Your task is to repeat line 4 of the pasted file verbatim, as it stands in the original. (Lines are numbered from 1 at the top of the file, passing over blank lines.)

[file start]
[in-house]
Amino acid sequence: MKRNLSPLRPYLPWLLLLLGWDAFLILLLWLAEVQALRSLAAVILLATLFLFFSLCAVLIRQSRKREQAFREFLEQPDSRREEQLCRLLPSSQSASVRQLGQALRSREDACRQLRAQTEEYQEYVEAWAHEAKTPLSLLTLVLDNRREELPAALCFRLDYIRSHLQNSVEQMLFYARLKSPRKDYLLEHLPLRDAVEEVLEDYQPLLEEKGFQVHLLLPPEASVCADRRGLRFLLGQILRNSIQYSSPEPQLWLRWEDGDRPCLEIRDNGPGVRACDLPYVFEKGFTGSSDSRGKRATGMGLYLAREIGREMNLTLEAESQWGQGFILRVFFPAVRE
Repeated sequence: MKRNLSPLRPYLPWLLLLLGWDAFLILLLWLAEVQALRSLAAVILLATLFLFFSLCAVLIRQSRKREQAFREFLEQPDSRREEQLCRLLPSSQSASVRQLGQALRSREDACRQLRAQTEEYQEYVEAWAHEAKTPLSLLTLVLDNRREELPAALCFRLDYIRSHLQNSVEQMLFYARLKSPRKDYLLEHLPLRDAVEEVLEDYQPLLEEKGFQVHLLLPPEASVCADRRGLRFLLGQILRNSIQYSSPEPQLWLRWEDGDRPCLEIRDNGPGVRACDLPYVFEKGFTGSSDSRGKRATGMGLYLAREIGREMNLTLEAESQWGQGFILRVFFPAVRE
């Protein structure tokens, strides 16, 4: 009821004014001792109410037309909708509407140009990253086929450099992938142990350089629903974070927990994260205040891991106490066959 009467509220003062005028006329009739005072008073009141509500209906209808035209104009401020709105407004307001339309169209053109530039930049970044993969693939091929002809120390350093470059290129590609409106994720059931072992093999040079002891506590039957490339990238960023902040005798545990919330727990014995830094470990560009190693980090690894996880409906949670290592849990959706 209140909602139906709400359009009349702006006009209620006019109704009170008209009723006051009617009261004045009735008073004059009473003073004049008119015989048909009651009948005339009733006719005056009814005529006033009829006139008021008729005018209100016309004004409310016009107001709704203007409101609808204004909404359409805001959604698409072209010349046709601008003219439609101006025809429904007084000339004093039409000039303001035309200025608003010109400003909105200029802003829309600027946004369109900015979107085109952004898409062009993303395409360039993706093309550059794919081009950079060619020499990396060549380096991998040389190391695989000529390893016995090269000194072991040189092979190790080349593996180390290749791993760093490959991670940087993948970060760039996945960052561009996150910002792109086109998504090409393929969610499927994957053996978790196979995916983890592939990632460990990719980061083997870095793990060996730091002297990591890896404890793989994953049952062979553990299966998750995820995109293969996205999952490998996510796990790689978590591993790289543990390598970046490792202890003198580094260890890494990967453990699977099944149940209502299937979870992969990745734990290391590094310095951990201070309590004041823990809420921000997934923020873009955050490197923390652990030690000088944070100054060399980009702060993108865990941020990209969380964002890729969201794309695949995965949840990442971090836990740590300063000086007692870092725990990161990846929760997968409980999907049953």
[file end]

């Protein structure tokens, strides 16, 4: 009821004014001792109410037309909708509407140009990253086929450099992938142990350089629903974070927990994260205040891991106490066959 009467509220003062005028006329009739005072008073009141509500209906209808035209104009401020709105407004307001339309169209053109530039930049970044993969693939091929002809120390350093470059290129590609409106994720059931072992093999040079002891506590039957490339990238960023902040005798545990919330727990014995830094470990560009190693980090690894996880409906949670290592849990959706 209140909602139906709400359009009349702006006009209620006019109704009170008209009723006051009617009261004045009735008073004059009473003073004049008119015989048909009651009948005339009733006719005056009814005529006033009829006139008021008729005018209100016309004004409310016009107001709704203007409101609808204004909404359409805001959604698409072209010349046709601008003219439609101006025809429904007084000339004093039409000039303001035309200025608003010109400003909105200029802003829309600027946004369109900015979107085109952004898409062009993303395409360039993706093309550059794919081009950079060619020499990396060549380096991998040389190391695989000529390893016995090269000194072991040189092979190790080349593996180390290749791993760093490959991670940087993948970060760039996945960052561009996150910002792109086109998504090409393929969610499927994957053996978790196979995916983890592939990632460990990719980061083997870095793990060996730091002297990591890896404890793989994953049952062979553990299966998750995820995109293969996205999952490998996510796990790689978590591993790289543990390598970046490792202890003198580094260890890494990967453990699977099944149940209502299937979870992969990745734990290391590094310095951990201070309590004041823990809420921000997934923020873009955050490197923390652990030690000088944070100054060399980009702060993108865990941020990209969380964002890729969201794309695949995965949840990442971090836990740590300063000086007692870092725990990161990846929760997968409980999907049953």